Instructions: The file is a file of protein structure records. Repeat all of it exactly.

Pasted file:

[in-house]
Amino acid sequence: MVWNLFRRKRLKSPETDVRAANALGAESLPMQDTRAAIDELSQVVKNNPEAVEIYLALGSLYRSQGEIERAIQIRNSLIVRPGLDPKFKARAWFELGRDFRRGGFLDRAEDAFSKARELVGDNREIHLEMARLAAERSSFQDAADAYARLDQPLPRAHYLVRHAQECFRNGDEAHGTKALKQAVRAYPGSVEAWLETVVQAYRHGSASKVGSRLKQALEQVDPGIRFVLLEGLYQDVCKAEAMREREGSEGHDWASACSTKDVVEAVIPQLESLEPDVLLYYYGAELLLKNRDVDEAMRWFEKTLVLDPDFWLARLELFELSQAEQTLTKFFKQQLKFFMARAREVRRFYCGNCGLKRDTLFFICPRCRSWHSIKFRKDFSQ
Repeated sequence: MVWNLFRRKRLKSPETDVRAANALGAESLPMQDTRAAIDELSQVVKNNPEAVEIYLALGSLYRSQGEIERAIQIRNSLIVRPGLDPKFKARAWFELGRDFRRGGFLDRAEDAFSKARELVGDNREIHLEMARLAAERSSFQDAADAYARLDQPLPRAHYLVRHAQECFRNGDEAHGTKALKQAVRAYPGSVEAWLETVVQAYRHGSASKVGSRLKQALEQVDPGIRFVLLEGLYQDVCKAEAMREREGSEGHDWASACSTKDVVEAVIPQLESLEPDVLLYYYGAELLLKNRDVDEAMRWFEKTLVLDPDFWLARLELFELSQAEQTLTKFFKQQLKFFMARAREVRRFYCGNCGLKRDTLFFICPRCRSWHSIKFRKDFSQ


[in-house]
Amino acid sequence: MVWNLFRRKRLKSPETDVRAANALGAESLPMQDTRAAIDELSQVVKNNPEAVEIYLALGSLYRSQGEIERAIQIRNSLIVRPGLDPKFKARAWFELGRDFRRGGFLDRAEDAFSKARELVGDNREIHLEMARLAAERSSFQDAADAYARLDQPLPRAHYLVRHAQECFRNGDEAHGTKALKQAVRAYPGSVEAWLETVVQAYRHGSASKVGSRLKQALEQVDPGIRFVLLEGLYQDVCKAEAMREREGSEGHDWASACSTKDVVEAVIPQLESLEPDVLLYYYGAELLLKNRDVDEAMRWFEKTLVLDPDFWLARLELFELSQAEQTLTKFFKQQLKFFMARAREVRRFYCGNCGLKRDTLFFICPRCRSWHSIKFRKDFSQ
Repeated sequence: MVWNLFRRKRLKSPETDVRAANALGAESLPMQDTRAAIDELSQVVKNNPEAVEIYLALGSLYRSQGEIERAIQIRNSLIVRPGLDPKFKARAWFELGRDFRRGGFLDRAEDAFSKARELVGDNREIHLEMARLAAERSSFQDAADAYARLDQPLPRAHYLVRHAQECFRNGDEAHGTKALKQAVRAYPGSVEAWLETVVQAYRHGSASKVGSRLKQALEQVDPGIRFVLLEGLYQDVCKAEAMREREGSEGHDWASACSTKDVVEAVIPQLESLEPDVLLYYYGAELLLKNRDVDEAMRWFEKTLVLDPDFWLARLELFELSQAEQTLTKFFKQQLKFFMARAREVRRFYCGNCGLKRDTLFFICPRCRSWHSIKFRKDFSQ